Aaron Valdéz sits in a dark space of the Ritz balcony sanding the face of a young girl. With each passage of a short loop of film through the projector, he removes emulsion from the surface of the celluloid until there is nothing left but a ghostly smile. This is the "real film" that Valdéz wanted the audience to experience -- an image undergoing a continuous transformation. Through this intrusion, Valdéz reminds the audience that a film image isn't "real," but an illusion easily scratched away.
To get to that abrasive moment at the Ritz, Valdéz had to leave the "Houston suburbanite shell" for Austin, where he figured he'd "give the film thing a shot." It must have worked, because the Cinemaker Co-op is hosting a retrospective of the 26-year-old artist's films on July 16.
Valdéz left Houston for the University of Texas in 1993, but, after acquiring a Super-8 camera, he began cutting classes to make films instead. Discovering some of the greats of the American avant-garde film tradition (Harry Smith, Stan Brakhage, Kenneth Anger), Valdéz became far more interested in the essence of the film medium -- "light moving in time" -- than in three-act narrative tales. A UT animation class with Francesca Talenti taught him to focus on the artistic possibilities of each individual frame.
Scratching and dripping became an obsession, etching words, symbols, or abstractions into the emulsion on exposed celluloid. Along with fellow filmmaker Jen Proctor, Valdéz dripped black India ink onto each frame of a strip of celluloid and pressed his fingerprints into the liquid, thereby creating cinematic body art in the piece "Prints."
Fortuitously, Valdéz met the creative folks at Cinemaker Co-op, where he acquired an appreciative audience for his films. With access to their equipment, classes, and screenings, his creativity and exploration of film forms blossomed.
Seeing film as the art of light and shadows, Valdéz is naturally drawn to making films about light sources (artificial and natural) and shadows created by stationary or moving objects blocking out the light. He has also become an aficionado of purposely out-of-focus shots, with the camera viewfinder serving as his window on the world as he generates "light smears."
Valdéz added 16mm to his toolbox by acquiring some "found footage" from a TV station -- discarded feature films, documentaries, newsreels, educational films, and industrial films. Editing a conglomeration of pre-existing images into new contexts became a passion. Window Film is his major "dumpster" movie. Beginning with a short loop of film, Valdéz added new footage every Tuesday night for three months as the film was projected onto a window of Cinemaker for audiences outside. Chance often determined where he cut into the pre-existing film. Pieces of Hollywood classics, industrial "how to" films, and documentaries began to divulge new "meanings" about society through surprising juxtapositions, just as hip-hop turntablists make us hear the "familiar" in a new way.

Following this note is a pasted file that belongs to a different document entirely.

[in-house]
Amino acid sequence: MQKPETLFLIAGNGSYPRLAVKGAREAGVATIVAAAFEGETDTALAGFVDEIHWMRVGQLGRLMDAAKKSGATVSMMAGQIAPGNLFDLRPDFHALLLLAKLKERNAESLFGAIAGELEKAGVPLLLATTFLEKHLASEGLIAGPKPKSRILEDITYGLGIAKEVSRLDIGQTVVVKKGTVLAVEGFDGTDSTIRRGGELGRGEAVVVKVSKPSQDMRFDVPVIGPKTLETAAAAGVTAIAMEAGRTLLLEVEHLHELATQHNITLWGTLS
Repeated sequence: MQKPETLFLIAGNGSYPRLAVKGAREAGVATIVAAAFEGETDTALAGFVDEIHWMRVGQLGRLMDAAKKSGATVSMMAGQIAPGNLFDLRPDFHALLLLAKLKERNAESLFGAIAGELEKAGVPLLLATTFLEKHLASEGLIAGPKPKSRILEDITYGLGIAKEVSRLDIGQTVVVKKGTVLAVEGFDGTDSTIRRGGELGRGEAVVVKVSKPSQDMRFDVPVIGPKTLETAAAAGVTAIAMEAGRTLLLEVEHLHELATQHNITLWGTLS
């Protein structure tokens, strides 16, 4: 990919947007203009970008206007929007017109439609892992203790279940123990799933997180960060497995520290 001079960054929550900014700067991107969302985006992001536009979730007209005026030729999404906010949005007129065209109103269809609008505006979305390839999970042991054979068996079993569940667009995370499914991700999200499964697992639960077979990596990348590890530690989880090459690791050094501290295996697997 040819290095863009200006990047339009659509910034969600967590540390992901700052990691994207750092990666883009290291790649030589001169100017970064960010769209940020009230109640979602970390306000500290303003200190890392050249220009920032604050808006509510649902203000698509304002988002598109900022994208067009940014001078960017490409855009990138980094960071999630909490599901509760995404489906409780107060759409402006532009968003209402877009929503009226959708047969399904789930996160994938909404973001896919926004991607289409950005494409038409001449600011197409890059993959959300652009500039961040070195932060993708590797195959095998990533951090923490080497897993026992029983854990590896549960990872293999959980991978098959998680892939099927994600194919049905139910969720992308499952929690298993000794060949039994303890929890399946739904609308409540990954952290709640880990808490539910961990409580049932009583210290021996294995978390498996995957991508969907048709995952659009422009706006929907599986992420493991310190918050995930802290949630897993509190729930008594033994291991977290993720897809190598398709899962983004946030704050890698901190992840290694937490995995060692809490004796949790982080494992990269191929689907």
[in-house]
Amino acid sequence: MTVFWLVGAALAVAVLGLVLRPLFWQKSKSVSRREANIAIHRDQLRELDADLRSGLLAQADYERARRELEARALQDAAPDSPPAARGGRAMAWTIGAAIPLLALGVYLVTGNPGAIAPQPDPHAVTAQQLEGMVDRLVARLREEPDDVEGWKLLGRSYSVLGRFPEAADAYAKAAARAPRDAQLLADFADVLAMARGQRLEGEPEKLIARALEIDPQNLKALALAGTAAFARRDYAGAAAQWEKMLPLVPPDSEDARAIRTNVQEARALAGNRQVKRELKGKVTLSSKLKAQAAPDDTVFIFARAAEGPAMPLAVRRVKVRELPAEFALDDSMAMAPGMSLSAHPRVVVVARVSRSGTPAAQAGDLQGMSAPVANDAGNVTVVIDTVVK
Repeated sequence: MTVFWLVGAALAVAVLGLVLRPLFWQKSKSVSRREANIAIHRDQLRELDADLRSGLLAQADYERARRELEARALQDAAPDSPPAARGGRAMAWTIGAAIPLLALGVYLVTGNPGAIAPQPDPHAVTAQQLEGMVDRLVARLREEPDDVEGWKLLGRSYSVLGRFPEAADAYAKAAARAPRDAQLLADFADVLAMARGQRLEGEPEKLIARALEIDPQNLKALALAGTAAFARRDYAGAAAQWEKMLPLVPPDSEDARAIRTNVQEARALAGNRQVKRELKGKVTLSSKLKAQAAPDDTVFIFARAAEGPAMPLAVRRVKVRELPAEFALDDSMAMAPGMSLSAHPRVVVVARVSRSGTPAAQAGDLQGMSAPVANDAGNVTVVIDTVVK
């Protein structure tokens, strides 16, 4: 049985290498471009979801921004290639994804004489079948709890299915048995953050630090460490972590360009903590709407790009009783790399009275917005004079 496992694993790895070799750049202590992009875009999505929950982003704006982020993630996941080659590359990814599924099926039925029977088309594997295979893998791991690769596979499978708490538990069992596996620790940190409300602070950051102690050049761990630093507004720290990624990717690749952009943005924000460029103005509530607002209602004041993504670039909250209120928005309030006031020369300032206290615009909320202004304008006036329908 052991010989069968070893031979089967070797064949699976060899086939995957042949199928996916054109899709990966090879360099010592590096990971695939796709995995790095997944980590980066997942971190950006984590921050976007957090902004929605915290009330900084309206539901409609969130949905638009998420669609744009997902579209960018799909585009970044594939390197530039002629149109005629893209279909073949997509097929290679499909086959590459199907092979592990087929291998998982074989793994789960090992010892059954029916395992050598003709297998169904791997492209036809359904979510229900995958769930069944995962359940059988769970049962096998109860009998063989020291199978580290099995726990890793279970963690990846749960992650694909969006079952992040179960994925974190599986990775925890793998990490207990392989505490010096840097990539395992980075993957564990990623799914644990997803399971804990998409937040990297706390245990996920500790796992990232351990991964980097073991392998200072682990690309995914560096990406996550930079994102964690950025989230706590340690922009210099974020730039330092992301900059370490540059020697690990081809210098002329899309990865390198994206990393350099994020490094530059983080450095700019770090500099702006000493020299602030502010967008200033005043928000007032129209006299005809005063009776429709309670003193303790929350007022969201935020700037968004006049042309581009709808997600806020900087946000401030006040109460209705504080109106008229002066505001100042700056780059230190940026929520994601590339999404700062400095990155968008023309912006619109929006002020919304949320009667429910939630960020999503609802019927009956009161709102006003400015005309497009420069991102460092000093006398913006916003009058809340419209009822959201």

Pop culture provides a template for some of his experiments. Melding selections from a Super-8 "Cliffs Notes" version of the classic Western High Noon with scenes from a documentary on the life and death of RFK, Valdéz created a stately and emotional film of American mythology, "The Life and Times of Robert F. Kennedy Starring Gary Cooper." In "TV Election," he tackled the political. Taking eight hours of nonstop video taped on Election Night 2000, he selected one frame from every single shot and created a vertiginous amphetamine-paced collage of Gore/Bush, yes, no, this state, that state, definite, not yet, maybe, we don't know, tune-in-tomorrow imagery, complete with commercials.
Chosen this spring by the Austin Museum of Art as one of "22 To Watch," Valdéz exhibited his magnum opus, "Throwing Stones at the Sun," which continues his exploration of film form. Building on his Super-8 work, he revisited similar images with a 16mm camera: trees, walls, shadows, neon, sun and clouds, signs, graffiti, windows, posters, and textures. Then he captured new imagery: convenience stores by night, a grooved roadway, zigzag reflections in a river, Close Encounters silhouettes at Barton Springs pool, blank billboards, abstract expressionist grease spots on concrete, an anti-Bush inauguration march. What started out as a documentation of abstractions evolved into a somewhat more political attempt to "make sense out of our surroundings as Americans."
With that new vision in mind, Valdéz is now ready to revisit his hometown of Houston to examine how "our physical space has been influenced by our culture." He will seek out images of freeways, empty space, sprawl, strip malls with recurring franchises, the last remains of individually owned small businesses -- capturing sites and sights in a "partial state of decay" before they exist only in one man's celluloid experiments.
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